Saving PEX file to snakebite.pex
[root@b508004a7709 fpmbuild]#

The options and arguments passed to pex do the following:

  • turn on verbosity:  -v
  • specify which module to start loading: snakebite[kerberos]
  • the name of the pex output file: -o snakebite.pex
  • the name of the script to use as the default entry point for the pex file: -c snakebite
    • this is the script that will run when you run snakebite.pex
    • this is called snakebite.py in the working directory, but .py is not required in the command argument.

Testing out the pex-ified snakebite

Once the snakebite.pex is built, I tested to see what it was doing. I expected it to do the same thing as the snakebite command that comes in the library. That sets up a Python HDFS client and lets you do file operations. You can see that I did a directory listing below.

[hcoyote@hadoopclient ~]$ export HADOOP_CONF_DIR=/etc/hadoop-confs/cdh5/
[hcoyote@hadoopclient ~]$ ./snakebite.pex ls
Found 4 items
drwx------ - hcoyote users         0 2016-01-12 18:34 /user/hcoyote/.Trash
drwx------ - hcoyote users         0 2016-01-13 01:58 /user/hcoyote/.staging
-rw-r--r-- 3 hcoyote users 598758188 2014-04-25 15:03 /user/hcoyote/2014-04-25-fetchImage-fsimage.tsv
-rw-r--r-- 3 hcoyote users   5184637 2015-02-20 12:17 /user/hcoyote/SecurityAuth-hdfs.audit.gz

Next, I want to make sure that the snakebite.pex command isn’t lying to me, so I try doing the same operation using the Java HDFS client.

[hcoyote@hadoopclient ~]$ export HDP_DIR=/home/hcoyote/hadoop-2.6.0-cdh5.4.9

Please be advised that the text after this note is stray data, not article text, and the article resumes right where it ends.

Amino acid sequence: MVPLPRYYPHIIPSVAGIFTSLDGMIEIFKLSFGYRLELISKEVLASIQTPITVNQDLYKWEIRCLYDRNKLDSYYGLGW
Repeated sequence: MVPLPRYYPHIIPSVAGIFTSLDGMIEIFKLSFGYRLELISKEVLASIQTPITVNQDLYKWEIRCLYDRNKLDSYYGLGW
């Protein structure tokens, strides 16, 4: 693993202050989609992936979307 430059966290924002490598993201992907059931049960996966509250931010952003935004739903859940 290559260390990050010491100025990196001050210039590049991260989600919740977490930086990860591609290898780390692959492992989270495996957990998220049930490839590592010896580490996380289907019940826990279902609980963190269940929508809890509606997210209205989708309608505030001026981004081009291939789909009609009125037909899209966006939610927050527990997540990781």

[hcoyote@hadoopclient ~]$ export HADOOP_CONF_DIR=/etc/hadoop-confs/cdh5
[hcoyote@hadoopclient ~]$ export CDH_MR2_HOME=${HDP_DIR}
[hcoyote@hadoopclient ~]$ export JAVA_HOME=/usr/java/jdk_x64
[hcoyote@hadoopclient ~]$ hadoop-2.6.0-cdh5.4.9/bin/hadoop fs -ls
Found 4 items
drwx------ - hcoyote users         0 2016-01-12 18:34 .Trash
drwx------ - hcoyote users         0 2016-01-13 02:05 .staging
-rw-r--r-- 3 hcoyote users 598758188 2014-04-25 15:03 2014-04-25-fetchImage-fsimage.tsv
-rw-r--r-- 3 hcoyote users   5184637 2015-02-20 12:17 SecurityAuth-hdfs.audit.gz

Achievement Unlocked!

Some quick testing shows that the Java client consistently takes 3-4 seconds to return the directory listing, but the pex-ified Python client is an order of magnitude smaller. That’s a win for both me and my users, for doing simple file system operations. The bigger win is that I now have a mechanism for creating portable tools that use the snakebite library on systems that may also have other conflicting dependencies and I don’t have to mess with building out Python virtual environments to get this working.